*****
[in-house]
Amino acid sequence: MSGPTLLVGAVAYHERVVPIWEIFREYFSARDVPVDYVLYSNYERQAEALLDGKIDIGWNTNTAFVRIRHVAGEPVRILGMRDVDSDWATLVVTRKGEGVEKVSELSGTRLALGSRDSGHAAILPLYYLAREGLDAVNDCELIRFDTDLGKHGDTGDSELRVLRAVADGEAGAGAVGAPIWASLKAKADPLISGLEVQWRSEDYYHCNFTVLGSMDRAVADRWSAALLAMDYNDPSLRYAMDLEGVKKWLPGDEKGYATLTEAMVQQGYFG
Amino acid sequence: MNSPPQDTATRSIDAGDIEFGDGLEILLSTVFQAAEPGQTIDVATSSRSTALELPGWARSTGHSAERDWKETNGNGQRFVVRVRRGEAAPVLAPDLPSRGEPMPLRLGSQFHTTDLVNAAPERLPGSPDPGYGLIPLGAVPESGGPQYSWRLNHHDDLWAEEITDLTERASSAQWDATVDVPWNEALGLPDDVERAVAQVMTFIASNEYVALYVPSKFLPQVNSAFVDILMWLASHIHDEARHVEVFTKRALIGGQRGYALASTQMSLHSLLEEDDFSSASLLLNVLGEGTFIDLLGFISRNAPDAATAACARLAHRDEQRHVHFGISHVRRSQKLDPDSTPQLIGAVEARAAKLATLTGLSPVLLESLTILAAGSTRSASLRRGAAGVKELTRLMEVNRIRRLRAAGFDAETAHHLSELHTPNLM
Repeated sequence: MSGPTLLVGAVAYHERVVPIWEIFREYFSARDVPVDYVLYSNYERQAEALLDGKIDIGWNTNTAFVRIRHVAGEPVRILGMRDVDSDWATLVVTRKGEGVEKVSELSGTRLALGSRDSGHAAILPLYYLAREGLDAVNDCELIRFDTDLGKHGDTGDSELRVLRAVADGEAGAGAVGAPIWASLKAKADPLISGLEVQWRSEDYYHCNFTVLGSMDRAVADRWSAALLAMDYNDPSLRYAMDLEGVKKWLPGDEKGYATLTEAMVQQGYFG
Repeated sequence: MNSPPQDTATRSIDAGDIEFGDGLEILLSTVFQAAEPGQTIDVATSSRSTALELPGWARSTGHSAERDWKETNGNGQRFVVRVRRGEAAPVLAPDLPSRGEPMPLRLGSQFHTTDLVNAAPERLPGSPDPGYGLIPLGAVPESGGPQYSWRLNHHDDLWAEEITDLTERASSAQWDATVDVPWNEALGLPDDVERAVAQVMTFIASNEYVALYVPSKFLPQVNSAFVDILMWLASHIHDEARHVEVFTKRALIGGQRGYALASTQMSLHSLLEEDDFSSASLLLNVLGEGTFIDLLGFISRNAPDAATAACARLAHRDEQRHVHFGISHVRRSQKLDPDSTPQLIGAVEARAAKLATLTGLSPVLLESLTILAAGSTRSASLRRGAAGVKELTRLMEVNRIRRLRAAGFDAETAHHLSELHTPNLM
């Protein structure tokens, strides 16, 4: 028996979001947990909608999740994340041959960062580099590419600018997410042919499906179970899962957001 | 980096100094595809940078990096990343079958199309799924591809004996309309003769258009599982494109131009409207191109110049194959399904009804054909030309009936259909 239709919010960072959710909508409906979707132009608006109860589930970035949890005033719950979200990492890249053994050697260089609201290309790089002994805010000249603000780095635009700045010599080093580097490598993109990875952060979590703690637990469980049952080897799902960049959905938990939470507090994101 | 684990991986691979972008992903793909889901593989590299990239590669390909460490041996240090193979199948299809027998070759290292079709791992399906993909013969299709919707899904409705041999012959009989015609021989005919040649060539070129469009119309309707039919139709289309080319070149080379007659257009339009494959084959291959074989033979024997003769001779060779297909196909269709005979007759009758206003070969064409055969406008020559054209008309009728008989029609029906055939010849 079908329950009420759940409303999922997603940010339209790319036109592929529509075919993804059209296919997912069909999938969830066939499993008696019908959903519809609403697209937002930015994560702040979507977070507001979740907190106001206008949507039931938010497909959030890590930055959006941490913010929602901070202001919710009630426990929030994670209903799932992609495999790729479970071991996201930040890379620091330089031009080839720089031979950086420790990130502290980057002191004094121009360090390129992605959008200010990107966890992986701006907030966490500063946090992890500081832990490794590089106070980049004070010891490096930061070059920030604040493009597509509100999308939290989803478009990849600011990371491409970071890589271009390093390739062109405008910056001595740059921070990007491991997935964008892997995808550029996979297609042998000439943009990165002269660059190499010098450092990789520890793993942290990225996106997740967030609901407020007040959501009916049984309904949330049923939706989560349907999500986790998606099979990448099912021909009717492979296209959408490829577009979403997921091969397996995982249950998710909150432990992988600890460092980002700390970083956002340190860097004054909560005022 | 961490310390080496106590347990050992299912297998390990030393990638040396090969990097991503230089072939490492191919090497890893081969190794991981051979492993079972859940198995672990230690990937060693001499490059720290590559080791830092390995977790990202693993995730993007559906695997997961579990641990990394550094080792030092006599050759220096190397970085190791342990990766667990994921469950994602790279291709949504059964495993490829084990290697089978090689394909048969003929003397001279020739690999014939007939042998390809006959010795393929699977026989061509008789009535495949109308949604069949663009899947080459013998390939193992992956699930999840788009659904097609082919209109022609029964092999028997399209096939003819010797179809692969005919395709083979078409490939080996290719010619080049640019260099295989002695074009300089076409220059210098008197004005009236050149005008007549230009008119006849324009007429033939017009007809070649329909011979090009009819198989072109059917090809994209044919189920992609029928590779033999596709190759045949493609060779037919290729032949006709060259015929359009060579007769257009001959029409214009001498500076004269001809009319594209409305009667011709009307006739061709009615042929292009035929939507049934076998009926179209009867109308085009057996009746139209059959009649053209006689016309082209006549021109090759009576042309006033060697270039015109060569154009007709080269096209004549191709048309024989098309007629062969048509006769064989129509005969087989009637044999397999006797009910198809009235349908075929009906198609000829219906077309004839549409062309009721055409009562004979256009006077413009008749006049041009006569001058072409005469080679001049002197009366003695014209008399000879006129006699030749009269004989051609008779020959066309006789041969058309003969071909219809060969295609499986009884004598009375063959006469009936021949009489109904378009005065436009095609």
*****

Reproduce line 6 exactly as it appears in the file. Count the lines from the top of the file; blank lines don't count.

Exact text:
């Protein structure tokens, strides 16, 4: 028996979001947990909608999740994340041959960062580099590419600018997410042919499906179970899962957001 | 980096100094595809940078990096990343079958199309799924591809004996309309003769258009599982494109131009409207191109110049194959399904009804054909030309009936259909 239709919010960072959710909508409906979707132009608006109860589930970035949890005033719950979200990492890249053994050697260089609201290309790089002994805010000249603000780095635009700045010599080093580097490598993109990875952060979590703690637990469980049952080897799902960049959905938990939470507090994101 | 684990991986691979972008992903793909889901593989590299990239590669390909460490041996240090193979199948299809027998070759290292079709791992399906993909013969299709919707899904409705041999012959009989015609021989005919040649060539070129469009119309309707039919139709289309080319070149080379007659257009339009494959084959291959074989033979024997003769001779060779297909196909269709005979007759009758206003070969064409055969406008020559054209008309009728008989029609029906055939010849 079908329950009420759940409303999922997603940010339209790319036109592929529509075919993804059209296919997912069909999938969830066939499993008696019908959903519809609403697209937002930015994560702040979507977070507001979740907190106001206008949507039931938010497909959030890590930055959006941490913010929602901070202001919710009630426990929030994670209903799932992609495999790729479970071991996201930040890379620091330089031009080839720089031979950086420790990130502290980057002191004094121009360090390129992605959008200010990107966890992986701006907030966490500063946090992890500081832990490794590089106070980049004070010891490096930061070059920030604040493009597509509100999308939290989803478009990849600011990371491409970071890589271009390093390739062109405008910056001595740059921070990007491991997935964008892997995808550029996979297609042998000439943009990165002269660059190499010098450092990789520890793993942290990225996106997740967030609901407020007040959501009916049984309904949330049923939706989560349907999500986790998606099979990448099912021909009717492979296209959408490829577009979403997921091969397996995982249950998710909150432990992988600890460092980002700390970083956002340190860097004054909560005022 | 961490310390080496106590347990050992299912297998390990030393990638040396090969990097991503230089072939490492191919090497890893081969190794991981051979492993079972859940198995672990230690990937060693001499490059720290590559080791830092390995977790990202693993995730993007559906695997997961579990641990990394550094080792030092006599050759220096190397970085190791342990990766667990994921469950994602790279291709949504059964495993490829084990290697089978090689394909048969003929003397001279020739690999014939007939042998390809006959010795393929699977026989061509008789009535495949109308949604069949663009899947080459013998390939193992992956699930999840788009659904097609082919209109022609029964092999028997399209096939003819010797179809692969005919395709083979078409490939080996290719010619080049640019260099295989002695074009300089076409220059210098008197004005009236050149005008007549230009008119006849324009007429033939017009007809070649329909011979090009009819198989072109059917090809994209044919189920992609029928590779033999596709190759045949493609060779037919290729032949006709060259015929359009060579007769257009001959029409214009001498500076004269001809009319594209409305009667011709009307006739061709009615042929292009035929939507049934076998009926179209009867109308085009057996009746139209059959009649053209006689016309082209006549021109090759009576042309006033060697270039015109060569154009007709080269096209004549191709048309024989098309007629062969048509006769064989129509005969087989009637044999397999006797009910198809009235349908075929009906198609000829219906077309004839549409062309009721055409009562004979256009006077413009008749006049041009006569001058072409005469080679001049002197009366003695014209008399000879006129006699030749009269004989051609008779020959066309006789041969058309003969071909219809060969295609499986009884004598009375063959006469009936021949009489109904378009005065436009095609």